Yachad and Board in war of words over netanyahu letter

The latest Jewish News

Read this week’s digital edition

Click Here

Yachad and Board in war of words over netanyahu letter

Jonathan Arkush, former President of the Board of Deputies
Jonathan Arkush, former President of the Board of Deputies
Yachad and the Board of Deputies
Yachad and the Board of Deputies

A bitter war of words erupted between the Board of Deputies and Yachad on Wednesday, after more than 700 people signed a letter of protest to Benjamin Netanyahu, saying he should be doing more to achieve peace.

Yachad’s open letter to the Israeli PM expressed “deep concern that Israel is moving further away from peace and that Israel’s democratic and Jewish values are becoming seriously eroded”.

Jonathan Arkush
Jonathan Arkush

But in a furious response, Board President Jonathan Arkush laid into the group, saying he “profoundly disagreed” with the letter, which he called “deeply disappointing”.

In a statement, he said: “Yachad has the right to express an opinion and be part of the debate… In this case, we disagree quite profoundly. It is clear that Yachad’s letter is not representative of UK Jewish opinion.”

He added: “I found it deeply disappointing that in their letter, Yachad could find no positive words to say about a country which has achieved so much under such difficult circumstances.”

Lionel Kopelowitz, a past Board president, agreed with Arkush, saying: “This petition is a propaganda document blaming Israel for the lack of peace.”

In response to Arkush’s broadside, Yachad’s Hannah Weisfeld said: “This letter represents only the signatories, including 25 rabbis. It is important that these active, engaged members of the community have a platform to express their concerns.”


Support your Jewish community. Support your Jewish News

Thank you for helping to make Jewish News the leading source of news and opinion for the UK Jewish community. Today we're asking for your invaluable help to continue putting our community first in everything we do.

Unlike other Jewish media, we do not charge for content. That won’t change. Because we are free, we rely on advertising to cover our costs. This vital lifeline, which has dropped in recent years, has fallen further due to coronavirus.

For as little as £5 a month you can help sustain the vital work we do in celebrating and standing up for Jewish life in Britain.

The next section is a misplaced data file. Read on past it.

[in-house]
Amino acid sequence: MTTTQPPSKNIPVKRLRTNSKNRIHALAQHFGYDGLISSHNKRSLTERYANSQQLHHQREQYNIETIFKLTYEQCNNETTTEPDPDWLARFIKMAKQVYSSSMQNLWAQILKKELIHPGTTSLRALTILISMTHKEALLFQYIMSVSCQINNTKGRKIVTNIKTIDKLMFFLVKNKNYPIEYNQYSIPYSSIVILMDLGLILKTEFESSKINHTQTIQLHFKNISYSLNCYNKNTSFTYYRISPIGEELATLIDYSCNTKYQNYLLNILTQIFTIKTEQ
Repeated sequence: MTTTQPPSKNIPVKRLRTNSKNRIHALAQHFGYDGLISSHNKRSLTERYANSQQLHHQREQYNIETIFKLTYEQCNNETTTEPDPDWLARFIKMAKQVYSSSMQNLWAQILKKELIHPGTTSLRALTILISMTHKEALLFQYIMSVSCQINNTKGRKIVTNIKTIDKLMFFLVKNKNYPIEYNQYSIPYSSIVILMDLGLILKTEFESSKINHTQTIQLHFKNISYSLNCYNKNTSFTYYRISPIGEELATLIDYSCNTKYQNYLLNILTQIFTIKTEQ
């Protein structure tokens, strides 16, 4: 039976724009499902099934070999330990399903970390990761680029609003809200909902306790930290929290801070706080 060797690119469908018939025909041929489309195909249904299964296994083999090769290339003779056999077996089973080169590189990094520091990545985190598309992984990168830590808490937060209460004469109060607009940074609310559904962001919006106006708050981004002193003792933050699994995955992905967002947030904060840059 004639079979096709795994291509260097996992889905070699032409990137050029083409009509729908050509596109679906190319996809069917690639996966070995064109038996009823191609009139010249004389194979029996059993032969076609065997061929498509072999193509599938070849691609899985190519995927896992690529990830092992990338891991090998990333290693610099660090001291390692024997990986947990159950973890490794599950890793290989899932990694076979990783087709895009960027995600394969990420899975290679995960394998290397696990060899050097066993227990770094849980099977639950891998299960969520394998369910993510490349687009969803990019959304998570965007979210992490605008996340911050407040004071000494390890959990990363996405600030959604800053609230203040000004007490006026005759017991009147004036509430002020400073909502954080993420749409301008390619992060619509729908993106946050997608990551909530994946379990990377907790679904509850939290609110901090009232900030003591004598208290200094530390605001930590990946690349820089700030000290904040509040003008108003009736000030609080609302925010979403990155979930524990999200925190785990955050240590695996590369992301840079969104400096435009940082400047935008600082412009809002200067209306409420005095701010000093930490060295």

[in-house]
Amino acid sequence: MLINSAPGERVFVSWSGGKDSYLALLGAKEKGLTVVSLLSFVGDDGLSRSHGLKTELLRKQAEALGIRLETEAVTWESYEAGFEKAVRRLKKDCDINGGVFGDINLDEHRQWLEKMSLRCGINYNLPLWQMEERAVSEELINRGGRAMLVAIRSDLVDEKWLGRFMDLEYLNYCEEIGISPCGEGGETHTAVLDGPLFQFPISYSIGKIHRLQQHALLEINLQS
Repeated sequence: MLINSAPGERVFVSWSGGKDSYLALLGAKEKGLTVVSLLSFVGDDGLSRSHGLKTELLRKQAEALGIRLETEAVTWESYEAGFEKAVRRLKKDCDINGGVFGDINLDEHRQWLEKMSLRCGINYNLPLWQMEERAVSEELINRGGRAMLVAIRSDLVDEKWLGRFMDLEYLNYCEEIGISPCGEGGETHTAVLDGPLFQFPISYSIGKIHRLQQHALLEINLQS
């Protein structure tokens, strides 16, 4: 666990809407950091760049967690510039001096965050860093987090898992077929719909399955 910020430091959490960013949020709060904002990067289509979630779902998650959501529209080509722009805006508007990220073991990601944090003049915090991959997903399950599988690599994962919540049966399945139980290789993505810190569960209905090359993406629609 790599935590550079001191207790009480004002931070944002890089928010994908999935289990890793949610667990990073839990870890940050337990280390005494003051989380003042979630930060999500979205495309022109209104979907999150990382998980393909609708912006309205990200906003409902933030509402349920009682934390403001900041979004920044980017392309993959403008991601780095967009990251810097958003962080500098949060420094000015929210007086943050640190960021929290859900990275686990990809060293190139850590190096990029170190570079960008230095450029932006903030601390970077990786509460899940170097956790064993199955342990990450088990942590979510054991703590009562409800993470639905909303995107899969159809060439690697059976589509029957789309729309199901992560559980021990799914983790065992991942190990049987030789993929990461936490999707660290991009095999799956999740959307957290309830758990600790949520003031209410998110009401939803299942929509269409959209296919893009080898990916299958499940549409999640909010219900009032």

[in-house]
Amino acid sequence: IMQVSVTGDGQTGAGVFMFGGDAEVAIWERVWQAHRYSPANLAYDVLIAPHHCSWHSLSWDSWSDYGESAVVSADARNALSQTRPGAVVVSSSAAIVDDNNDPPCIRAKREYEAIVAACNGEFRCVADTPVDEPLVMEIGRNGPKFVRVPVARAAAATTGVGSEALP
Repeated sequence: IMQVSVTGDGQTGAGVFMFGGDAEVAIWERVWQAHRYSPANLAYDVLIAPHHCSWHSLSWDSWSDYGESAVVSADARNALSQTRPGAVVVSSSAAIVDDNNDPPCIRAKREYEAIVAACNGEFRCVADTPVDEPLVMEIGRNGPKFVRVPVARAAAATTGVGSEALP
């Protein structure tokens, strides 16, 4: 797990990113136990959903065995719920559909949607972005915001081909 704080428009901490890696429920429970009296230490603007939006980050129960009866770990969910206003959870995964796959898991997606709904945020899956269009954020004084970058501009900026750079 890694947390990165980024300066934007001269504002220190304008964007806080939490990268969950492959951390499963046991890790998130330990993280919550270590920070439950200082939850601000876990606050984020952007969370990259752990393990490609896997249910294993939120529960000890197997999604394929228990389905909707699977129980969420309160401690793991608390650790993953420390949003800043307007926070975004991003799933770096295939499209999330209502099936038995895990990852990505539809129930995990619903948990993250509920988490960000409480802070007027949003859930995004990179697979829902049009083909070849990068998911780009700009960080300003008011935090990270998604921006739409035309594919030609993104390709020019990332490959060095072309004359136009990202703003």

Jewish News holds our community together and keeps us connected. Like a synagogue, it’s where people turn to feel part of something bigger. It also proudly shows the rest of Britain the vibrancy and rich culture of modern Jewish life.

You can make a quick and easy one-off or monthly contribution of £5, £10, £20 or any other sum you’re comfortable with.

100% of your donation will help us continue celebrating our community, in all its dynamic diversity...


Being a community platform means so much more than producing a newspaper and website. One of our proudest roles is media partnering with our invaluable charities to amplify the outstanding work they do to help us all.


There’s no shortage of oys in the world but Jewish News takes every opportunity to celebrate the joys too, through projects like Night of Heroes, 40 Under 40 and other compelling countdowns that make the community kvell with pride.


In the first collaboration between media outlets from different faiths, Jewish News worked with British Muslim TV and Church Times to produce a list of young activists leading the way on interfaith understanding.


Royal Mail issued a stamp honouring Holocaust hero Sir Nicholas Winton after a Jewish News campaign attracted more than 100,000 backers. Jewish Newsalso produces special editions of the paper highlighting pressing issues including mental health and Holocaust remembrance.

Easy access

In an age when news is readily accessible, Jewish News provides high-quality content free online and offline, removing any financial barriers to connecting people.

Voice of our community to wider society

The Jewish News team regularly appears on TV, radio and on the pages of the national press to comment on stories about the Jewish community. Easy access to the paper on the streets of London also means Jewish News provides an invaluable window into the community for the country at large.

We hope you agree all this is worth preserving.

read more: